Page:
The differences between valuing the young vs. the elderly is the most important for policymakers to consider, the researchers said, when it comes to trying to come up with a universal set of ethics for machines.
Other questions: Should more value be put on the lives of those who are abiding by the law? In more affluent regions, where there are more rigorous systems of laws and adherence to those laws, there’s more preference given to offing scofflaws. That gets flipped in areas with weaker institutions and poorer residents. From the write-up:
Participants from countries that are poorer and suffer from weaker institutions are more tolerant of pedestrians who cross illegally, presumably because of their experience of lower rule compliance and weaker punishment of rule deviation.
Preference for sacrificing characters in the scenario based on gender is another interesting aspect of differing cultural values. In nearly all countries, Moral Machine participants showed a preference for sparing the lives of women. However, rather predictably, that preference wasn’t as strong in regions with a higher rate of female infanticide and anti-female selective abortion.
[T]his preference [to spare the lives of females] was stronger in nations with better health and survival prospects for women. In other words, in places where there is less devaluation of women’s lives in health and at birth, males are seen as more expendable in Moral Machine decision-making.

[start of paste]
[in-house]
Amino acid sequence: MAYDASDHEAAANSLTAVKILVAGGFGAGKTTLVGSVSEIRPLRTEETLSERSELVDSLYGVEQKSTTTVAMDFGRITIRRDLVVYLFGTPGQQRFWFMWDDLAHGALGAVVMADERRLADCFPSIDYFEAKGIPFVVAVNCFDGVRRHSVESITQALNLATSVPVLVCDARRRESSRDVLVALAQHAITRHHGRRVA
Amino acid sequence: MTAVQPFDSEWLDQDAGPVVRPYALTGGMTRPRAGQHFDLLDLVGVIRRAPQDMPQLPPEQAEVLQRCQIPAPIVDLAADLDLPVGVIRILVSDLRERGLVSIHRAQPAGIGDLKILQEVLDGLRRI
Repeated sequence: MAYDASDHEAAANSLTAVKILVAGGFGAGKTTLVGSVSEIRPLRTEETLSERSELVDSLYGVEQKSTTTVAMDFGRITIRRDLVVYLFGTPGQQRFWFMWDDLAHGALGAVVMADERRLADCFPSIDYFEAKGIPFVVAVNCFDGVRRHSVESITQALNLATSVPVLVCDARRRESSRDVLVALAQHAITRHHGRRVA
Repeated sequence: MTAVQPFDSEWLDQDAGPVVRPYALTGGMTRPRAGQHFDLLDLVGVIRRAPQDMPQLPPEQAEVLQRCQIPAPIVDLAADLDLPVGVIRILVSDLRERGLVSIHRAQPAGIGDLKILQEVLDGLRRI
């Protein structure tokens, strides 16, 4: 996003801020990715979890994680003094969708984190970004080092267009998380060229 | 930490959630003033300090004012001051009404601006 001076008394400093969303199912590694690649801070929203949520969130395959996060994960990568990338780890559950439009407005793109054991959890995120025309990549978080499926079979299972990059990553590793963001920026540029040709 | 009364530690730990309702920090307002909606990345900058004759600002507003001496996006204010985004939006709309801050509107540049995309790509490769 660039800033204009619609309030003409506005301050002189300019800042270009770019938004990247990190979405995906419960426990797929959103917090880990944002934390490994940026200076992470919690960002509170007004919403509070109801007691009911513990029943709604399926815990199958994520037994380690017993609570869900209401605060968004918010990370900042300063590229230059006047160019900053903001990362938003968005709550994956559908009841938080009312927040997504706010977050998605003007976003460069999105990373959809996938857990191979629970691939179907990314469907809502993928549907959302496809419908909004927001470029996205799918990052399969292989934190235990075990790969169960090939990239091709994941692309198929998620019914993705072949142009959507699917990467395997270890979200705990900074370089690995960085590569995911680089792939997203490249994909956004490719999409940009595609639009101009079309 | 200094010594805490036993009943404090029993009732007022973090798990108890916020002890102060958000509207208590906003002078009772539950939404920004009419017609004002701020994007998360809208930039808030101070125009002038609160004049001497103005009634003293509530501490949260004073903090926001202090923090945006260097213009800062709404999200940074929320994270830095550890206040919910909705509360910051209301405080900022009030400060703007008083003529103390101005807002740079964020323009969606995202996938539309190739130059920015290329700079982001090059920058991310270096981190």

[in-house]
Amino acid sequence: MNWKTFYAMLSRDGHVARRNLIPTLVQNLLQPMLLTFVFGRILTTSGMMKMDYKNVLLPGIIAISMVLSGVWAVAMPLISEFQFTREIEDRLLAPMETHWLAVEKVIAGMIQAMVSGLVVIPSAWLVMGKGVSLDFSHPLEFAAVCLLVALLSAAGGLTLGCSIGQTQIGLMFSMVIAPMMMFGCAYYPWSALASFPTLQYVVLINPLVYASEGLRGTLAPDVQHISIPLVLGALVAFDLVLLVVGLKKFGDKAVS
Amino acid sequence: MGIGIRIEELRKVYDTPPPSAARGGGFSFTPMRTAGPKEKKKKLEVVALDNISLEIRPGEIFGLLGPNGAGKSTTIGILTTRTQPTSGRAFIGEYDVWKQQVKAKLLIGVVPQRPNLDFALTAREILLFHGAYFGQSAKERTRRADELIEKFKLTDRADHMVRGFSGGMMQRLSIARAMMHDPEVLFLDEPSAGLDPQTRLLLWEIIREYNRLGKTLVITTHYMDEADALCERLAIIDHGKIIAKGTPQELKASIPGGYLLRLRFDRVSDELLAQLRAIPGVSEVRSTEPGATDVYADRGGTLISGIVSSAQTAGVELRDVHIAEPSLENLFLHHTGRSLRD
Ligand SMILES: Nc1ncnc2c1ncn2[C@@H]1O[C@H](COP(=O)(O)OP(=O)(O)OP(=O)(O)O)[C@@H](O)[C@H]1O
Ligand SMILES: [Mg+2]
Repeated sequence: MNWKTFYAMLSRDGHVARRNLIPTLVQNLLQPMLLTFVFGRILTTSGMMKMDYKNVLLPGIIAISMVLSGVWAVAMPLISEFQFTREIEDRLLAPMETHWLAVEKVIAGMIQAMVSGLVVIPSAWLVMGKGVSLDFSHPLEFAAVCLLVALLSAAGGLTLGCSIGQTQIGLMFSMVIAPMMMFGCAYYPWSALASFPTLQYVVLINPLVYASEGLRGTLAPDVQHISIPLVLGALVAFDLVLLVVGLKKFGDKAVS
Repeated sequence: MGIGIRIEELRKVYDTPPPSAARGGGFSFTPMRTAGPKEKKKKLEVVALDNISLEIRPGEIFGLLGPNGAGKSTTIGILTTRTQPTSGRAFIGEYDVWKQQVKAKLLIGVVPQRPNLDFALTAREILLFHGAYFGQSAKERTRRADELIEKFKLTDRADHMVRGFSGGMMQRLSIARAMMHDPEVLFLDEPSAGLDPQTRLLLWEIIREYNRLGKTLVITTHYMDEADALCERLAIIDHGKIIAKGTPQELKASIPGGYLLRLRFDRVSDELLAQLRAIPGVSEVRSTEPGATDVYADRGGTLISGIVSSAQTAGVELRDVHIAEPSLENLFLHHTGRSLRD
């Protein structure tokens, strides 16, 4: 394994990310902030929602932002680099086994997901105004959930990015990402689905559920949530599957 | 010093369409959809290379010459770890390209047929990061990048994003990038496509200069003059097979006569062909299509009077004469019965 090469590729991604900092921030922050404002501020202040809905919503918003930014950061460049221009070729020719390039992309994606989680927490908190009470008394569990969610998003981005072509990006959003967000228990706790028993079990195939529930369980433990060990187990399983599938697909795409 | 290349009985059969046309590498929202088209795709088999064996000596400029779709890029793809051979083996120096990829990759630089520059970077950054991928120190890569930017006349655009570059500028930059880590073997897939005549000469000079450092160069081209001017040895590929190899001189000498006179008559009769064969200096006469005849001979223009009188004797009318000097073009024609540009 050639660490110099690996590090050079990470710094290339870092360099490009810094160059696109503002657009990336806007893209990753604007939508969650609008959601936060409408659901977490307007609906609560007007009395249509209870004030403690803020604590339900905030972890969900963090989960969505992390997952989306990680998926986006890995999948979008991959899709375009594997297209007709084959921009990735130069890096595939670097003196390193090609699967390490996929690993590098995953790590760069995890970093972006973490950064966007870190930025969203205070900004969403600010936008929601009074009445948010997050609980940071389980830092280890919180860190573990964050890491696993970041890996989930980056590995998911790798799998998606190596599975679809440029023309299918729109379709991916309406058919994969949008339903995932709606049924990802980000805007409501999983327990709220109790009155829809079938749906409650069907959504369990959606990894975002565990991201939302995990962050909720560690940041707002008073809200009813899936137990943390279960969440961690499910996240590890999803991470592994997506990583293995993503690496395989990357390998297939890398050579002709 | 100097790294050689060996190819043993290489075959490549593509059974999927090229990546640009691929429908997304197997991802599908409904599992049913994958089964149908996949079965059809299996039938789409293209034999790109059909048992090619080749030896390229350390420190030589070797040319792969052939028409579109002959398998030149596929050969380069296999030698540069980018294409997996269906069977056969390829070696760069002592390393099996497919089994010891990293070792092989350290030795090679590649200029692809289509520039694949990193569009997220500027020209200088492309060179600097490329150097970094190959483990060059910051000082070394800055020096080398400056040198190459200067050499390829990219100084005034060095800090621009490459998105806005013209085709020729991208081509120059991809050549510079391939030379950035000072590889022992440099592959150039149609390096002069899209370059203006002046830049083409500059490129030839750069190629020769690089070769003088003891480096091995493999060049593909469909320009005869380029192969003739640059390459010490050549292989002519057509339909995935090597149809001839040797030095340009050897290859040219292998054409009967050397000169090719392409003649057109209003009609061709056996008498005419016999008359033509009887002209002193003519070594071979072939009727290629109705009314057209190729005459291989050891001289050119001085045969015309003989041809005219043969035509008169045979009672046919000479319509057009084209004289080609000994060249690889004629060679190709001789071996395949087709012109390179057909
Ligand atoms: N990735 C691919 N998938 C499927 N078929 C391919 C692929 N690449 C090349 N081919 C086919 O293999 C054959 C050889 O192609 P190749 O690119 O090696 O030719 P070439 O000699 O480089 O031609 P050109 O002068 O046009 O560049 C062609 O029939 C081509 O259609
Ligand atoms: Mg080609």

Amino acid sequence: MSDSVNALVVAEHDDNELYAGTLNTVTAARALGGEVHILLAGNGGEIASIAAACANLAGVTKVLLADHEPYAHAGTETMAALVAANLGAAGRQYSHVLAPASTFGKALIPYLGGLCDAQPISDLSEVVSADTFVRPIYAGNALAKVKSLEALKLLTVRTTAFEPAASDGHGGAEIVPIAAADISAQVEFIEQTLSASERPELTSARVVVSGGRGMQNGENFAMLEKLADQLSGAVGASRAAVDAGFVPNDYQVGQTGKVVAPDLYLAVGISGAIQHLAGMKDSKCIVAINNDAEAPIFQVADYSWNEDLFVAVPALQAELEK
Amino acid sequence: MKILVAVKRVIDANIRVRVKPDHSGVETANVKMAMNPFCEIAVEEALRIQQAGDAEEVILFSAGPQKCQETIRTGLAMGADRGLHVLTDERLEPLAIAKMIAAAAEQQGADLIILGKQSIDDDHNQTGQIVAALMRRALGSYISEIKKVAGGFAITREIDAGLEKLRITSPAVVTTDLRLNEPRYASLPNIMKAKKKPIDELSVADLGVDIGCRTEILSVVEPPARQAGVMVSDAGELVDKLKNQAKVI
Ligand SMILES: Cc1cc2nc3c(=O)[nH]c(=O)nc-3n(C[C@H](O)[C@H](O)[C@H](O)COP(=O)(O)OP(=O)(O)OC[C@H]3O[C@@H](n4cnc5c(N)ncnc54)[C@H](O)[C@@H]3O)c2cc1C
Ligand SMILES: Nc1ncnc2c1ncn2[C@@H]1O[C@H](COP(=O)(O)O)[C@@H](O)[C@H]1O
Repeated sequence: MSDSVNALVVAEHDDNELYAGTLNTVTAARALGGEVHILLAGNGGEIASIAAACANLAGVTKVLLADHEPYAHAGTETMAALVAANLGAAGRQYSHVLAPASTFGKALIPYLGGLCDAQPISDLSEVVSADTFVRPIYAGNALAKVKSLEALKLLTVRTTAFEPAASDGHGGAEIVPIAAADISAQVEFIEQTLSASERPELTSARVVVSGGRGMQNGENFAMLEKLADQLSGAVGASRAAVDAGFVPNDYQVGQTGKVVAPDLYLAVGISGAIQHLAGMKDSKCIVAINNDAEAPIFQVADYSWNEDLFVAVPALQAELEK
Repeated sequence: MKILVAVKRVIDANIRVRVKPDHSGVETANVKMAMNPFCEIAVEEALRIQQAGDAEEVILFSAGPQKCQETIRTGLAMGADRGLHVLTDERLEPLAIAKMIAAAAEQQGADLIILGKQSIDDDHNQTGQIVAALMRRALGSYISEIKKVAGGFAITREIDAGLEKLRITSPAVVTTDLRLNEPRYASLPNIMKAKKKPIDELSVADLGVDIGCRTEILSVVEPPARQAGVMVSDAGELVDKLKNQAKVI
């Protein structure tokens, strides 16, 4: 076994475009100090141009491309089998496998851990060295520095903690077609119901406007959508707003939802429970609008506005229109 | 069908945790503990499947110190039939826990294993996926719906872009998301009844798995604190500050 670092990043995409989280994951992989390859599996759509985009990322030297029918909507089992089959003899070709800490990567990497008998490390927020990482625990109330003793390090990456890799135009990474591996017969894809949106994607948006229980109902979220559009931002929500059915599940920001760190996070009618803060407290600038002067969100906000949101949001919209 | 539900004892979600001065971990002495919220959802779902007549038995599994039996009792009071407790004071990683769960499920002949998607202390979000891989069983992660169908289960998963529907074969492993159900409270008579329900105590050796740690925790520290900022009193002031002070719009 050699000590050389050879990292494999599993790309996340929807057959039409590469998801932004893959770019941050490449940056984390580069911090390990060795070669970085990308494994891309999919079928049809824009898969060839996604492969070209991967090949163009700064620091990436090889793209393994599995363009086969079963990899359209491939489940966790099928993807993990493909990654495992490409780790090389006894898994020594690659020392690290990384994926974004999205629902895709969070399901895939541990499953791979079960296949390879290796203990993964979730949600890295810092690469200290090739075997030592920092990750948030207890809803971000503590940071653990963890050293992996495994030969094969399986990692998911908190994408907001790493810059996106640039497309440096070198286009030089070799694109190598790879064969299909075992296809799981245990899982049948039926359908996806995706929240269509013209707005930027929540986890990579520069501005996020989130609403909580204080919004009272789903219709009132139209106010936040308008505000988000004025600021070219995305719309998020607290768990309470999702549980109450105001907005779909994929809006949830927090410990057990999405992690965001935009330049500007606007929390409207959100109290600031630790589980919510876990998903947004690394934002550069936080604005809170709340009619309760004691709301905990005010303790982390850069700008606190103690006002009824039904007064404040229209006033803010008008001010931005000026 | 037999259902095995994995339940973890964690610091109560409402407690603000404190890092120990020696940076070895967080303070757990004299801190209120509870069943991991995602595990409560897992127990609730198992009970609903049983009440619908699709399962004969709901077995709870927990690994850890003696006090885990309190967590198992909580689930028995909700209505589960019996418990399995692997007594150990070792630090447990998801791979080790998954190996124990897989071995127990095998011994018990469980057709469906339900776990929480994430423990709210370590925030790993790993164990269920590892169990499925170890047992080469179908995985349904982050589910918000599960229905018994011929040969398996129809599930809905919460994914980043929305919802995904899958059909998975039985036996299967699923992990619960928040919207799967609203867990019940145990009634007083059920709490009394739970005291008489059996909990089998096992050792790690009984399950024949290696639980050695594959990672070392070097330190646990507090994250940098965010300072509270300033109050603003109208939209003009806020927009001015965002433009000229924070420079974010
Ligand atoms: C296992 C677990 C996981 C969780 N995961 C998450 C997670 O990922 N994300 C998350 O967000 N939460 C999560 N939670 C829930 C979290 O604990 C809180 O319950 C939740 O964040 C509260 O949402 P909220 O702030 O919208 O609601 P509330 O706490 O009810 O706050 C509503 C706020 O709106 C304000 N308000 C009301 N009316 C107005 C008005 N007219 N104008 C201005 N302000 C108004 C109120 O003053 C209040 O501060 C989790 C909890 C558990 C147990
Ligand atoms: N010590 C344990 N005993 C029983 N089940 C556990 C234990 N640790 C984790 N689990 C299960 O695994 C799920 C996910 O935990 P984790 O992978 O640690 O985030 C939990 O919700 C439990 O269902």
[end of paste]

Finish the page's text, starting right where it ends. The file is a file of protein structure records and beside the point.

When it comes to running over the indigent, Moral Machine preferences were to favor the well-off in countries with less economic equality.
Schone die Kinder?
The Moral Machine has precedence: Germany has been looking at the moral implications of autonomous driving since 2016 and has defined 20 rules for autonomous driving that will be obligatory for upcoming laws regarding the production of autonomous cars.
But the researchers behind the Moral Machine note that their findings suggest that the German ethics guidelines aren’t that easy to generalize to other cultures.
Take, for example, German Ethical Rule No. 9, which states that any distinction based on personal features, such as age, should be prohibited. That’s not going to fly well with the strong preference expressed through the Moral Machine for sparing children and babies… nor the preference for sparing women over men, athletes over the obese, or executives over homeless people, for that matter.
That doesn’t mean that those who train autonomous vehicles shouldn’t follow that particular German guideline and refuse to give preferential treatment to, for example, babies over the geriatric… but policymakers should expect backlash if and when the day comes when such an AI sacrifices children in a “dilemma situation,” the researchers note.
The four most spared characters – as in, those characters that people across the world tend to agree they should avoid auto-slaying, be they passengers in cars that may be swerved into in order to avoid killing pedestrians or pedestrians ripe for auto-well-they-aren’t-all-that-important selection – are babies, little girls, little boys, and pregnant women.
But hey, if you’re not in that group, chin up: at least you’re human. Universally, you and I are considered more worthwhile than pets. Perhaps the day shall come when, as Steve Wozniak predicted (only half joking), when we’ll be the pets of our AI robot overlords, but for now, we’re still top of the pile.